How to Help Your Child Navigate the Challenges of Life

How to Help Your Child Navigate the Challenges of Life

 

By Nick Lawrence, MA

Every parent has dreams of health and happiness for their children.

For some it is going to college, for others it is finding a career or a special hobby. Regardless of what the goal is, that is the easy part; the tough part is getting them there.

All parents have certain skill sets that make them valuable as parents, but few are really good at the hard stuff.

Hard stuff? Yes, such as your child screaming at the market, touching himself or herself inappropriately at Grandma’s house, or getting involved with the wrong crowd. Often parents yell at the child, assuming that your pain and anger will dissuade them from the behaviors. Sometimes that works, but usually it is only a temporary victory.

The underlying issue is NOT what you taught them about manners, touch, cigarettes or marijuana.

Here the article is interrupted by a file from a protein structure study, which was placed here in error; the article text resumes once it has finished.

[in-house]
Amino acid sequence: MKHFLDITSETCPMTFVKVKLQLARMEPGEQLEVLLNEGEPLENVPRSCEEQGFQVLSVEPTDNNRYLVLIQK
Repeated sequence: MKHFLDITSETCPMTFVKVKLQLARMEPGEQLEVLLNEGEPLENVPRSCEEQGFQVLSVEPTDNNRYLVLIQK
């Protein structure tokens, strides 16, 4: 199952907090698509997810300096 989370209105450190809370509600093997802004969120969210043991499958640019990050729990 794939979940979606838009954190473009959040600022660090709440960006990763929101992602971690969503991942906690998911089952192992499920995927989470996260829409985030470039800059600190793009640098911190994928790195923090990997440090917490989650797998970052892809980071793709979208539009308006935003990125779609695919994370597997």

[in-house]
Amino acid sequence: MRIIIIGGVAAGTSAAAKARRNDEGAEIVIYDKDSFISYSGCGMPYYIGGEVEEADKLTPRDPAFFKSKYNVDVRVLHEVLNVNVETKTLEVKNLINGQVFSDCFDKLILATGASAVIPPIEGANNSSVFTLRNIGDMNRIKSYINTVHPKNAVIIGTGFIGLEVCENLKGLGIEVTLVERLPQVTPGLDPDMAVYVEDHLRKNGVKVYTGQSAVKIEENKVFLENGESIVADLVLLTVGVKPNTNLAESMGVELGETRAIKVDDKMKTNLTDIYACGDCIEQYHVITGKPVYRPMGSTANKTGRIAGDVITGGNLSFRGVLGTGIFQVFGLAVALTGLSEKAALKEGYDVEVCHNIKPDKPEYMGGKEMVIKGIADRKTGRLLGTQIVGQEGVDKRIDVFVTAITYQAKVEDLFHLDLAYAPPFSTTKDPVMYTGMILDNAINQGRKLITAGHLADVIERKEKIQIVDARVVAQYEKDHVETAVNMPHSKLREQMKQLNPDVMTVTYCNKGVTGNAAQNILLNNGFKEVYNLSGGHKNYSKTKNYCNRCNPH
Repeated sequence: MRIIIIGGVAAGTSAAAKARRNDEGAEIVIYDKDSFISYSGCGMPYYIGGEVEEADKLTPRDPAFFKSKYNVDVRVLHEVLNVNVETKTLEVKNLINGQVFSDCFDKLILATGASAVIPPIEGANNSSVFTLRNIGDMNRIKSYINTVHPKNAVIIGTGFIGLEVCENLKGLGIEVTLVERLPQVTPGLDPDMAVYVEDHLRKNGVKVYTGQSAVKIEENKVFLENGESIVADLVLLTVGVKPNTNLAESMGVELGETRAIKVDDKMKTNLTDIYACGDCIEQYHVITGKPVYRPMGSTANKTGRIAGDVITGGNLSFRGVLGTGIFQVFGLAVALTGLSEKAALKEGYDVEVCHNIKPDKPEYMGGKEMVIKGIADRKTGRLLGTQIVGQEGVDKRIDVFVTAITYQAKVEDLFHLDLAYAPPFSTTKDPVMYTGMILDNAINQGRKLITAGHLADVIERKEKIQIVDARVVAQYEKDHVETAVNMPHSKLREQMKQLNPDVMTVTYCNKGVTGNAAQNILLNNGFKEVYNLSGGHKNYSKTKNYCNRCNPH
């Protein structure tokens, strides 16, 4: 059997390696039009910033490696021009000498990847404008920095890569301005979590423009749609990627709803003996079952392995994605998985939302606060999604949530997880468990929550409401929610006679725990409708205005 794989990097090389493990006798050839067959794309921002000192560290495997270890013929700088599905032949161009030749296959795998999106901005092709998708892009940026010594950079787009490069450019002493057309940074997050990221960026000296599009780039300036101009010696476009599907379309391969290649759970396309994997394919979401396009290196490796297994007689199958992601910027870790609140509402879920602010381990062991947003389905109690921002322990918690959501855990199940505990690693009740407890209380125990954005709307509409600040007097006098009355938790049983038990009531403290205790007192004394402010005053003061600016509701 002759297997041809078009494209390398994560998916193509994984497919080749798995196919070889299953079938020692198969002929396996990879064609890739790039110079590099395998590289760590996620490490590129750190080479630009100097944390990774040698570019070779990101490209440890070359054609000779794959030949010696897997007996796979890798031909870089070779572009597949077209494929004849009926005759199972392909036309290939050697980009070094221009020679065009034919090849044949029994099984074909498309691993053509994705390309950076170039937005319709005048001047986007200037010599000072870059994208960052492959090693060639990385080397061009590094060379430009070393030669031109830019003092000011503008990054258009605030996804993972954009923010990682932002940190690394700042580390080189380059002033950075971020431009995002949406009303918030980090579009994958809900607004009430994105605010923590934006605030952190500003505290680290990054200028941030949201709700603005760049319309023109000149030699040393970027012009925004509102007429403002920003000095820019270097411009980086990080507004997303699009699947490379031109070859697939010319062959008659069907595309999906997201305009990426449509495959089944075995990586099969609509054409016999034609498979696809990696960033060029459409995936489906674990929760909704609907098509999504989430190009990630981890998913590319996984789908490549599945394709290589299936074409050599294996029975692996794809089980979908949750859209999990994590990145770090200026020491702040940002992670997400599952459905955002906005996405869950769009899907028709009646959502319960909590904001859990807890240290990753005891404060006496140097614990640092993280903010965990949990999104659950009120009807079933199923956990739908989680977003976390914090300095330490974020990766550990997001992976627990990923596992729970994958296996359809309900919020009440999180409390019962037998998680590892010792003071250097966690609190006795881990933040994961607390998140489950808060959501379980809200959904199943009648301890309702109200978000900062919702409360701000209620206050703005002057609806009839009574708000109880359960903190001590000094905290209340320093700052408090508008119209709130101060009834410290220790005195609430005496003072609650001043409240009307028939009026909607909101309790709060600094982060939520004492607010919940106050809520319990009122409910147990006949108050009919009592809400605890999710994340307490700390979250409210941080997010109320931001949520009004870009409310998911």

The underlying issue IS identifying you and your child’s personal values.

This might sound cliché, but it isn’t. The philosophical belief of each person is carried out, consciously or unconsciously, no matter the age. These beliefs change with time and maturity but are nevertheless present in every human being from infancy to age 100.

What does this mean for you?

It means that in spite of the family values you hold and make obvious (like practicing a religion or participating in volunteerism and philanthropy), your child may not hold the same values. This is frequently the case until adulthood, after more lived experience and time sorting out big life questions.

So, when your daughter announces she is dating a boy that you do not like, or your family values are religious and do not include premarital sex, you might find yourself in a battle.

Imagine a football player putting on his shoulder pads. This step may be necessary for each person’s experience of making life choices while maturing.